Armistice concert at Saffron Hall will feature works from both sides of The Great War
- Credit: Archant
A concert including music by composers on both sides who died in the Great War, will be held on Armistice Day, Sunday, November 11 at Saffron Hall. There will also be readings of letters of Private Albert Bromfield, the conductor Richard Hull’s great grandfather who served at Passchendaele.
A concert including music by composers on both sides who died in the Great War, will be held on Armistice Day, November 11, at Saffron Hall.
The Armistice Day Concert will also have readings of letters from Private Albert Bromfield, the grandfather of the concert conductor, Richard Hull.
Albert, from Bedfordshire, was gassed at Passchendaele but survived the war.
He was sent to France with the 2nd Battalion, Bedfordshire Regiment, leaving behind his young wife Ada, pregnant with their first child.
He saw action across northern France and Flanders, and after Passchendaele returned to the front line in the summer of 1918. He finally returned home in February 1919.
Mr Hull said: “My great grandfather sent over 100 letters to his wife, Ada.
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“They are chatty, intimate letters, in which he talks about the weather, his mates, the pleasure of receiving parcels, and his longing to return home and see his new baby daughter. Ada kept all the letters.”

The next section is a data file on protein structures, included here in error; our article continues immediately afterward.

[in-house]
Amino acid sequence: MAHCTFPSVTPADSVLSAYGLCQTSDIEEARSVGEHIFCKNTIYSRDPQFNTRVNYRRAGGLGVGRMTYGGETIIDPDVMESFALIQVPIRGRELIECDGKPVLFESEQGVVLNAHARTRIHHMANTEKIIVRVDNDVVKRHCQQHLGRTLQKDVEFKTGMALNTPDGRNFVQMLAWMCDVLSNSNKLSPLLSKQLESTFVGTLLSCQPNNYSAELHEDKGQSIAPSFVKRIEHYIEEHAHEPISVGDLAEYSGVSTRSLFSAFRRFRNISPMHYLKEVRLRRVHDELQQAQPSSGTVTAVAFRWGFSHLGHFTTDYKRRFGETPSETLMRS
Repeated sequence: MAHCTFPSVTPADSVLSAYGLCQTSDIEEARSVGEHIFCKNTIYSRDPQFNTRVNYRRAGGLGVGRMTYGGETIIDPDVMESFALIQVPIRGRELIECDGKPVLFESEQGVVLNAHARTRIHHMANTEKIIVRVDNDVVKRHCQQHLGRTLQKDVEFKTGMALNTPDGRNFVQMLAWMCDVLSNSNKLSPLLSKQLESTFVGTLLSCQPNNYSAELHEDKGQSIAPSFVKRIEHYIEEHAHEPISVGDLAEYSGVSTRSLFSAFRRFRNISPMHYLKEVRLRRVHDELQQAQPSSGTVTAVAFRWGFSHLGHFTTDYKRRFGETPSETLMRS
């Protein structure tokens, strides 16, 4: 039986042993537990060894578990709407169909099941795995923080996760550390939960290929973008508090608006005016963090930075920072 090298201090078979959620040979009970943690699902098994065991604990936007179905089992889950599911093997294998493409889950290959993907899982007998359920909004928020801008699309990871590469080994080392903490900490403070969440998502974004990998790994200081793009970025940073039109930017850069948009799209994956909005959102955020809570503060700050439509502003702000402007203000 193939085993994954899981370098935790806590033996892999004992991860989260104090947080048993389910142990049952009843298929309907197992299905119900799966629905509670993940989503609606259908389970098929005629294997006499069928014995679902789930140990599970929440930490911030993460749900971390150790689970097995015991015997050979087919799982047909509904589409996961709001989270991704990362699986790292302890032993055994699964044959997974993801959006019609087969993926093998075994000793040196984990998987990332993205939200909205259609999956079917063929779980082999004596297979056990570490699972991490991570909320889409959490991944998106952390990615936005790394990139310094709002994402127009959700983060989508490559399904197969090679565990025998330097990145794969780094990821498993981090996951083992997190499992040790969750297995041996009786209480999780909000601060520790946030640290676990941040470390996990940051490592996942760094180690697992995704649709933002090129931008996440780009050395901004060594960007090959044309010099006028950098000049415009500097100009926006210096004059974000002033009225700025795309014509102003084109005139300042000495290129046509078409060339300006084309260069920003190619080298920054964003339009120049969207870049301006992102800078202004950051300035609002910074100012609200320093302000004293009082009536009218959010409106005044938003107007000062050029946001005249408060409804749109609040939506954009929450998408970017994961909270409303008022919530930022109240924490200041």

The concert, in association with the Saffron Walden branch of the United Nations Association, will start with Rudi Stephan’s Musik für Orchester.
Stephan was a German composer of great promise, who was considered to be one of the leading talents among his generation.
He was killed by a bullet in the brain fired by a Russian sharpshooter on September 29, 1915, aged 28.
This piece will be followed by Frederick Kelly’s Elegy for Strings.
Kelly was a musician and composer of Australian/British dual nationality in the Royal Naval Volunteer Reserve of the Royal Naval Division.
The Elegy was composed in memory of the poet Rupert Brooke who died in service.
It was written by Kelly in his tent at his base camp in Gallipoli. He was subsequently killed in action.
The Pastoral Symphony by Ralph Vaughan Williams (who survived the conflict) was written immediately after the war, inspired by the fields of France where he served in the Royal Army Medical Corps.
Tickets, £18, £15 and £3 for under 18s, from 0845 548 7650 or www.saffronhall.com or Saffron Walden Tourist Information 01799 524002.